A perspective from Oregon’s mid-Willamette Valley

BPA pole replacement nears finish

Written October 26th, 2017 by Hasso Hering

Two workers in a bucket Thursday prepare to untie lines from an old wooden pole on Sarah Avenue before completing its steel replacement, the top segment of which is still hanging from the crane.

Contractors for the Bonneville Power Administration have been working in North Albany on the final stage of a two-year project to replace power poles on two high-tension transmission lines from Salem to the Albany substation near Hazelwood Park.

Councilman Dick Olsen wondered about the activity Wednesday, saying a North Albany constituent had asked him what was going on.

On Thursday I stopped at the corner of Northwest Penny Lane and Sarah Avenue. A crew for PAR Electric Contractors was using a massive crane and a high-ranging bucket to set up a steel monopole to replace a single wooden pole and shift the wires to the replacement.

At another site in the BPA right-of-way, down the slope on Gibson Hill Road, a worker told me they had a few more weeks to go before the job of replacing all the poles would be complete.

The BPA laid out details of the work in an environmental assessment that’s available online. You can read it here.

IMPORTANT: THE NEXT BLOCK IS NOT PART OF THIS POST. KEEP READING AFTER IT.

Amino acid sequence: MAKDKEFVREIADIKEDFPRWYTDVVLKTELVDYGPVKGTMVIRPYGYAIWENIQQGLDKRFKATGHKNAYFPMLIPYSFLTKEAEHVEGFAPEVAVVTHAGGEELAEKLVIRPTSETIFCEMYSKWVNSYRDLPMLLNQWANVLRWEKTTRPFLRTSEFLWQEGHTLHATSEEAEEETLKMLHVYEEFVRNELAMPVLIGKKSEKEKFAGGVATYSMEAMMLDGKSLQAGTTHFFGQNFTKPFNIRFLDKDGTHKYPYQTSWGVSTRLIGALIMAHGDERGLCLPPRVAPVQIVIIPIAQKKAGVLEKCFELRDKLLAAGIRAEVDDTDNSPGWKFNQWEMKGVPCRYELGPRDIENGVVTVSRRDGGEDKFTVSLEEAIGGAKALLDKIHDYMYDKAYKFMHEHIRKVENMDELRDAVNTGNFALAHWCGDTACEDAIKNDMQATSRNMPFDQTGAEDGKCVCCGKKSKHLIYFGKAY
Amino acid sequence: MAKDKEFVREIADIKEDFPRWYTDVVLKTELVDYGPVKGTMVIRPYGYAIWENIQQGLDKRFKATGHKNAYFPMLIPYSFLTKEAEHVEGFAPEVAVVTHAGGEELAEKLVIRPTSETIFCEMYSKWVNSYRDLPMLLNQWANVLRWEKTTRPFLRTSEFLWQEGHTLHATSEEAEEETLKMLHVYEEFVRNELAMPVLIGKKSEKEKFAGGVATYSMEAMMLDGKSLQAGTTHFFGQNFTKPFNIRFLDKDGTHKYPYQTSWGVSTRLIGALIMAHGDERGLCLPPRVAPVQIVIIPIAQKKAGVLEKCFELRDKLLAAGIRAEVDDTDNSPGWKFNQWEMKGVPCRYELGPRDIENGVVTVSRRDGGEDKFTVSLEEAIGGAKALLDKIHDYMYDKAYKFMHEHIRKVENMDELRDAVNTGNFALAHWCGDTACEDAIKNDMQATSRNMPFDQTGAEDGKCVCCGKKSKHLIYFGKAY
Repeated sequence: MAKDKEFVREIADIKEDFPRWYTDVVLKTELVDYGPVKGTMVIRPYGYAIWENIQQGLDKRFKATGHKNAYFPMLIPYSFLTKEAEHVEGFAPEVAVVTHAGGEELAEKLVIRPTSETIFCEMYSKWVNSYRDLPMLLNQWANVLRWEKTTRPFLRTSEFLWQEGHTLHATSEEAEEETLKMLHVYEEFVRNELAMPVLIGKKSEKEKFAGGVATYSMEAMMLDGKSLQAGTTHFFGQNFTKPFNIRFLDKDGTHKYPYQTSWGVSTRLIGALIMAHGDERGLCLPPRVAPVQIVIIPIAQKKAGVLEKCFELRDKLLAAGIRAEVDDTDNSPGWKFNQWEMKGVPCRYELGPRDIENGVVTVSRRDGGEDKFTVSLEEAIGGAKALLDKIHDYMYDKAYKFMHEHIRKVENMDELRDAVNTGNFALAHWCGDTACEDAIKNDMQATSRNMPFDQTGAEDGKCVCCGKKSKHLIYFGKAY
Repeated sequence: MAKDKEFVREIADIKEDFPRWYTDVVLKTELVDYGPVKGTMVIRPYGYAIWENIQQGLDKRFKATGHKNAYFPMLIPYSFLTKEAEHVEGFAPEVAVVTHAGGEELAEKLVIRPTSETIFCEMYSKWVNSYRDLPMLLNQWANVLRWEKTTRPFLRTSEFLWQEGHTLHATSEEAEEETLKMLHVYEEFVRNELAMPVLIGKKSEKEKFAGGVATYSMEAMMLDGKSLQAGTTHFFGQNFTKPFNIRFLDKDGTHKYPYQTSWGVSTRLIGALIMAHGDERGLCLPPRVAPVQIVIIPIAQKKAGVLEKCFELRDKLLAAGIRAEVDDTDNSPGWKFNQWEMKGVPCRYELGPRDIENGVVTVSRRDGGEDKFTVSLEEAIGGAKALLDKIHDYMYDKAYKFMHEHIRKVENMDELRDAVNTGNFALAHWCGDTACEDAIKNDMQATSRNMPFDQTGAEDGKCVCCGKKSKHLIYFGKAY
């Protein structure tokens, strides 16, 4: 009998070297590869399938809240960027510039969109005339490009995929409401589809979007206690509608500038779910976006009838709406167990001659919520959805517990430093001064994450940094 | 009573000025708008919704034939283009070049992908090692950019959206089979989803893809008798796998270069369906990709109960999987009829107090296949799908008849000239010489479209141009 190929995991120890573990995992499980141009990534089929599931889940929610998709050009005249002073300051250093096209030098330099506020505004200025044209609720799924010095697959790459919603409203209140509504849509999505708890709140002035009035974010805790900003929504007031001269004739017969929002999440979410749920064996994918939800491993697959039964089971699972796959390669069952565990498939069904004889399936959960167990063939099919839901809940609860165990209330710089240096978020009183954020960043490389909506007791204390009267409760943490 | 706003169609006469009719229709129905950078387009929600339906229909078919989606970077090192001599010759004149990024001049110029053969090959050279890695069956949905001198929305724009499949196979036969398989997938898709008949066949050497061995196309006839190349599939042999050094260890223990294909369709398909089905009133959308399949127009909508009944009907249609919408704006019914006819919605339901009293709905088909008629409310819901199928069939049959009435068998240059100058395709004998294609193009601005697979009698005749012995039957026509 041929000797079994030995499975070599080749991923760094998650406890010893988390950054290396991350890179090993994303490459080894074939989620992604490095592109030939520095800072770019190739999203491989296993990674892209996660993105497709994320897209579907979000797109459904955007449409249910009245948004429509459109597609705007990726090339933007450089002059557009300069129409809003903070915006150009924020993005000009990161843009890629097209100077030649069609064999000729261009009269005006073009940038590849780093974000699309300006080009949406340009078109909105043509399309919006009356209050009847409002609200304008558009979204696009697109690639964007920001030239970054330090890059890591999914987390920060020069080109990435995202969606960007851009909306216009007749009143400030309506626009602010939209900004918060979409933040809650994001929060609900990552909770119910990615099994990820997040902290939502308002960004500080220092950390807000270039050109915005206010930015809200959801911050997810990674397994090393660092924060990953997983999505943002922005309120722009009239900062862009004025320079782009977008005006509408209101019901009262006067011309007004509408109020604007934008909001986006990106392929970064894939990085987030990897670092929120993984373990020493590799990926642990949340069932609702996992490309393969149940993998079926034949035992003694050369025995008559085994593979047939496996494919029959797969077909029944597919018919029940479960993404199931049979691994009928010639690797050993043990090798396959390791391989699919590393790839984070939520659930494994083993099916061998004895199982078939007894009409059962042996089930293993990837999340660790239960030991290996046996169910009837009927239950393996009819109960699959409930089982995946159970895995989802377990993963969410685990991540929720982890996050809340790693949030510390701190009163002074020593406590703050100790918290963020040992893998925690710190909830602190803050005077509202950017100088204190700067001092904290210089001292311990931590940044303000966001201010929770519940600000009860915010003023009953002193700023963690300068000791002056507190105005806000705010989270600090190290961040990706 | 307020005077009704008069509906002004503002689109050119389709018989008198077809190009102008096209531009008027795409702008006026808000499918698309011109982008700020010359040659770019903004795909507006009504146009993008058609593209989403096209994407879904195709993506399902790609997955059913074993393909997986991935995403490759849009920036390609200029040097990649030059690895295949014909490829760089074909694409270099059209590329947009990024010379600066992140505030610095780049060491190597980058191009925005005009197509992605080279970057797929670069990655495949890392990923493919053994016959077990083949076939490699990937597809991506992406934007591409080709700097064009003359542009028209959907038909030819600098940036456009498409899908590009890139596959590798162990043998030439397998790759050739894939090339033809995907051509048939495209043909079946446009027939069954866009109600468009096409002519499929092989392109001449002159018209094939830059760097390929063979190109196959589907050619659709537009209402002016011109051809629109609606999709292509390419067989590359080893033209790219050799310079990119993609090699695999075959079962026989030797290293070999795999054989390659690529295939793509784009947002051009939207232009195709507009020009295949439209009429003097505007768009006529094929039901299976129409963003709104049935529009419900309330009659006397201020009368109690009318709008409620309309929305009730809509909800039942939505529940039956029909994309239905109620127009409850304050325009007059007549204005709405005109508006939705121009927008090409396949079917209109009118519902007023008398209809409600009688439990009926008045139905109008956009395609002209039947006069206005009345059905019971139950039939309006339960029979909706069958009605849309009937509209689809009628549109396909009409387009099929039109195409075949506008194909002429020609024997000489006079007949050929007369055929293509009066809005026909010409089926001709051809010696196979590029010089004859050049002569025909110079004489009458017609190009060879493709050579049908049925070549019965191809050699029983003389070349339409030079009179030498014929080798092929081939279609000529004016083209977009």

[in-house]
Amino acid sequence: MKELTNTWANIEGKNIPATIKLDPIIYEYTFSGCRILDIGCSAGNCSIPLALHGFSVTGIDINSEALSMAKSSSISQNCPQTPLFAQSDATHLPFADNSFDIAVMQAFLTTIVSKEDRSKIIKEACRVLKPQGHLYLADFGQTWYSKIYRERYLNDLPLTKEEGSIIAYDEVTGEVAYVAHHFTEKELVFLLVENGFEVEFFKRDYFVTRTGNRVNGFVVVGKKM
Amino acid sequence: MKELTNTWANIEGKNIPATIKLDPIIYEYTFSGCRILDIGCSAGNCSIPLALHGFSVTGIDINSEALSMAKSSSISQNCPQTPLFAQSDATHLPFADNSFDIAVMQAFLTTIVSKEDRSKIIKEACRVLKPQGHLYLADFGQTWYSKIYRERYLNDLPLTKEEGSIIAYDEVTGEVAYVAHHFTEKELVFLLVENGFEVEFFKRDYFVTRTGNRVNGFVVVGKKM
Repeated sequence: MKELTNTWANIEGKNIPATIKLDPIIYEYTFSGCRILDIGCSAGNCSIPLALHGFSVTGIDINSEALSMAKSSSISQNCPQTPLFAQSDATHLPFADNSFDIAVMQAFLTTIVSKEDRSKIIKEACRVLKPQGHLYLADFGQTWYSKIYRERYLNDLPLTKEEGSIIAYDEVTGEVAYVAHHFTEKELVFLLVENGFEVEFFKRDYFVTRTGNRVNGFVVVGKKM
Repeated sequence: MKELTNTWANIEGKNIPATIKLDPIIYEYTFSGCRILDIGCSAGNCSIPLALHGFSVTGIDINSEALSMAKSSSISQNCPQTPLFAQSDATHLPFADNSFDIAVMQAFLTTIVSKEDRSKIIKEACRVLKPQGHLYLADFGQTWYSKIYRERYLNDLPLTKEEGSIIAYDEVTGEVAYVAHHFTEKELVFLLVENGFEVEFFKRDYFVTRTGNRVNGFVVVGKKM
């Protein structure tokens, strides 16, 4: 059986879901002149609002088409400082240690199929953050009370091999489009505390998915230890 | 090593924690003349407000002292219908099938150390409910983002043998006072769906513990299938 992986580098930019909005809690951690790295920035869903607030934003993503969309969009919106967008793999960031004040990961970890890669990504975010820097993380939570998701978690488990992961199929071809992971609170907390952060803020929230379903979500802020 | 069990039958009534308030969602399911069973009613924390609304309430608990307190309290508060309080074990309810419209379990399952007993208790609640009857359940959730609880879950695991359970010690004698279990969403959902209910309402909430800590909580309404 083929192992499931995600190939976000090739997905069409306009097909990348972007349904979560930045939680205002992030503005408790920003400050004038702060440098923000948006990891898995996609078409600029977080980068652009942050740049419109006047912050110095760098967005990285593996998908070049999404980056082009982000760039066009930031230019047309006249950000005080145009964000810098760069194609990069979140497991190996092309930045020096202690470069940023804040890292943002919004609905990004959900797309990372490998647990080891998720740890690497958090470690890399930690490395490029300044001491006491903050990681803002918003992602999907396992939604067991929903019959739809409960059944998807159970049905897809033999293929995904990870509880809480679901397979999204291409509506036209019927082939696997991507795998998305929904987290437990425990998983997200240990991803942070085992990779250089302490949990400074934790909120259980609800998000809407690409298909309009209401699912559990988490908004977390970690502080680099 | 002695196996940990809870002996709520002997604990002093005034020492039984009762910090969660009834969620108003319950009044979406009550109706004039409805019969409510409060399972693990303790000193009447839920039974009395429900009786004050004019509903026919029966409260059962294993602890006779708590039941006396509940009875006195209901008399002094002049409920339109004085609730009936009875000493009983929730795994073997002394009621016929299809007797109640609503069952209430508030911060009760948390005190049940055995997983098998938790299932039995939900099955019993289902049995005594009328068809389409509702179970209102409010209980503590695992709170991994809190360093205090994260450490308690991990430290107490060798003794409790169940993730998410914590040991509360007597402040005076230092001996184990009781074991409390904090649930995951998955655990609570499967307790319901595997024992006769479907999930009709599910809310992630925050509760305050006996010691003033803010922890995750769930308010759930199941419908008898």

The federal power marketing agency wanted to replace all the wooden poles on the two 115-kilovolt transmission lines from Salem to Albany. The No. 1 line runs for 24 miles down the east side of the Willamette River and then crosses the river into North Albany. The 28-mile No. 2 line runs on the west side. Both cross the Willamette in the area of Bowers Rock State Park before running together to the substation off Queen Avenue.

On the No. 1 line now nearing the finish, BPA expected to install 162 new wooden poles and 75 steel monopoles. In North Albany, it’s installing the steel towers, which have an average height of 74 feet.

Segments of the steel towers have been stored on a vacant lot at North Albany Road and Hickory Street, leaving more than one passerby wondering what all those pipes were for.

These men carry what looks like the very tip of the steel transmission tower they were installing off Gibson Hill Road on Thursday.





2 responses to “BPA pole replacement nears finish”

  1. GregB says:

    The picture shows the crossarm where the insulators and conductors will attach. I have noticed over the last several years that BPA is “rebuilding” all of their wood pole lines. Having worked on those lines all over the NW for 30 years, in my opinion it is a huge waste of money to replace all the wood poles. When I was working on the BPA line crews, we’d go out and replace the poles that had some kind of defect, such as rot, lightning strike, etc. Now, all those replaced poles that are fairly new and the original ones that are perfectly good are being replaced for a huge amount of money. I have not even gone out to observe what the contractors are doing because it makes me upset. I enjoyed my time at BPA in the “old” days. I am glad I am retired now.


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